In Plato, Gorgias, Socrates makes the claim that, “the only serious friendship a dictator can form, then, is with the same sort of person as himself-someone with the same likes and dislikes, but who doesn’t mind being subject and subordinate to a ruler.” At first I found this passage confusing, and I had to read this statement multiple times. However, after I reflected on the text, I realized what Socrates was claiming to Callicles.

In this passage, Socrates directly claims that the only type of friend that a dictator can have is someone who is very similar to him. In order for this to occur, the person must like and dislike the exact same thing as the dictator. However, the person must be able to not mind being either the subject or subordinate; otherwise known as the lowest person that is referred to by the ruler. The person must have power and be able to resemble the dictator as much as he can.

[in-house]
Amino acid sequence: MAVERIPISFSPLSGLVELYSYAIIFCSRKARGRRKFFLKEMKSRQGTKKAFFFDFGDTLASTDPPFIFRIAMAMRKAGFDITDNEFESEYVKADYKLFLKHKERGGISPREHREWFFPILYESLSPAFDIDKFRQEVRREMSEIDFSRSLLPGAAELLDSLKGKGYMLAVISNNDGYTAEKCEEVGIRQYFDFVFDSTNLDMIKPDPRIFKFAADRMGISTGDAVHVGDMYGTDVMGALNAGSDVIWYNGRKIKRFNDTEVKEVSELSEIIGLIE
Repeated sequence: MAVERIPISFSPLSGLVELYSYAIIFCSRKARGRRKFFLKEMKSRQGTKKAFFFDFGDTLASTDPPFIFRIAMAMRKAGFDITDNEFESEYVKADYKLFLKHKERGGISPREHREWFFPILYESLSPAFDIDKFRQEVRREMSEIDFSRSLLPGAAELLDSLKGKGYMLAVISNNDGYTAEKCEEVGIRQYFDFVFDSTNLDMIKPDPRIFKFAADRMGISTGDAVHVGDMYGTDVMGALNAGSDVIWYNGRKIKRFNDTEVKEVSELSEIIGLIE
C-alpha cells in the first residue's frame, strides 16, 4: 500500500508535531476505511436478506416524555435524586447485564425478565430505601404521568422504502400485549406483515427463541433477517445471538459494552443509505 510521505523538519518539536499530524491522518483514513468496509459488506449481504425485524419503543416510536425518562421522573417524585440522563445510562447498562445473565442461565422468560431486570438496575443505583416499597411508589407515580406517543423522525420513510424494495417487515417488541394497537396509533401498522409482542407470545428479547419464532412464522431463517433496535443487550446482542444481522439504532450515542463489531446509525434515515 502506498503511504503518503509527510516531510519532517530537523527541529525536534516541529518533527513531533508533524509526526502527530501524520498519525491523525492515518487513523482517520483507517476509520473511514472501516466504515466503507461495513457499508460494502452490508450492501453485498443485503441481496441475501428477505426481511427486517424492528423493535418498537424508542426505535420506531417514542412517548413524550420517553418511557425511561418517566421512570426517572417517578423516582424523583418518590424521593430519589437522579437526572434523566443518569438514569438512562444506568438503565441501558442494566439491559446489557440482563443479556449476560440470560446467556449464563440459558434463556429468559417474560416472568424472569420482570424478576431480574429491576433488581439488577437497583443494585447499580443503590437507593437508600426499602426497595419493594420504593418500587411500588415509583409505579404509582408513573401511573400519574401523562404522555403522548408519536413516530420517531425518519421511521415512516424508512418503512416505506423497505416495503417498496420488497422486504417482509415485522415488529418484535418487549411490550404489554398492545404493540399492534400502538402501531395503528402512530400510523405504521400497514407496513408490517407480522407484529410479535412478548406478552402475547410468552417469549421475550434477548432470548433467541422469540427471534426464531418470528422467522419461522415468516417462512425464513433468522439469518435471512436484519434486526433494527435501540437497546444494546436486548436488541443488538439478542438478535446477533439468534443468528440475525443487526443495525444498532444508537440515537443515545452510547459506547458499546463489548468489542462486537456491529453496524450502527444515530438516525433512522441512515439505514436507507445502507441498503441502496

This passage in Gorgias caught my attention because it consisted of a long discussion between Socrates and Callicles that seemed to interest me. “The only serious friendship a dictator can form, then, is with the same sort of person as himself-someone with the same likes and dislikes, but who doesn’t mind being subject and subordinate to a ruler.” From Socrates argument and discussion, I now see why he claims this statement to Callicles.

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